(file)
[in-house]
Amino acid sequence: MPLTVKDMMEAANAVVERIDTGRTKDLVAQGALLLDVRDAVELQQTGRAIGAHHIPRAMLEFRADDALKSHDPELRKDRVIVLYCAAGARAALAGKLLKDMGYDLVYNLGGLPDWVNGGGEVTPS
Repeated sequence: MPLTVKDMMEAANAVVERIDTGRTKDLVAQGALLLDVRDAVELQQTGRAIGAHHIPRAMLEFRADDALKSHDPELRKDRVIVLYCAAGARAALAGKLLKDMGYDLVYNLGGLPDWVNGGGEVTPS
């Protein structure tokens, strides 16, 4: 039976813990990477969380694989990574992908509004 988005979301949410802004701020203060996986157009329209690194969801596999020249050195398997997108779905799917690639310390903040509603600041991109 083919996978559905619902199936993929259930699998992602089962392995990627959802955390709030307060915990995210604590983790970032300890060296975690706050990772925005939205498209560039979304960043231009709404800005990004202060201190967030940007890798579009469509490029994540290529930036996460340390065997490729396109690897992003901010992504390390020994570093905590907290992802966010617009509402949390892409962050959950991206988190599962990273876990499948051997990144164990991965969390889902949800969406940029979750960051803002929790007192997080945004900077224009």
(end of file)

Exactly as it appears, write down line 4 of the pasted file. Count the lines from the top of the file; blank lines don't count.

């Protein structure tokens, strides 16, 4: 039976813990990477969380694989990574992908509004 988005979301949410802004701020203060996986157009329209690194969801596999020249050195398997997108779905799917690639310390903040509603600041991109 083919996978559905619902199936993929259930699998992602089962392995990627959802955390709030307060915990995210604590983790970032300890060296975690706050990772925005939205498209560039979304960043231009709404800005990004202060201190967030940007890798579009469509490029994540290529930036996460340390065997490729396109690897992003901010992504390390020994570093905590907290992802966010617009509402949390892409962050959950991206988190599962990273876990499948051997990144164990991965969390889902949800969406940029979750960051803002929790007192997080945004900077224009």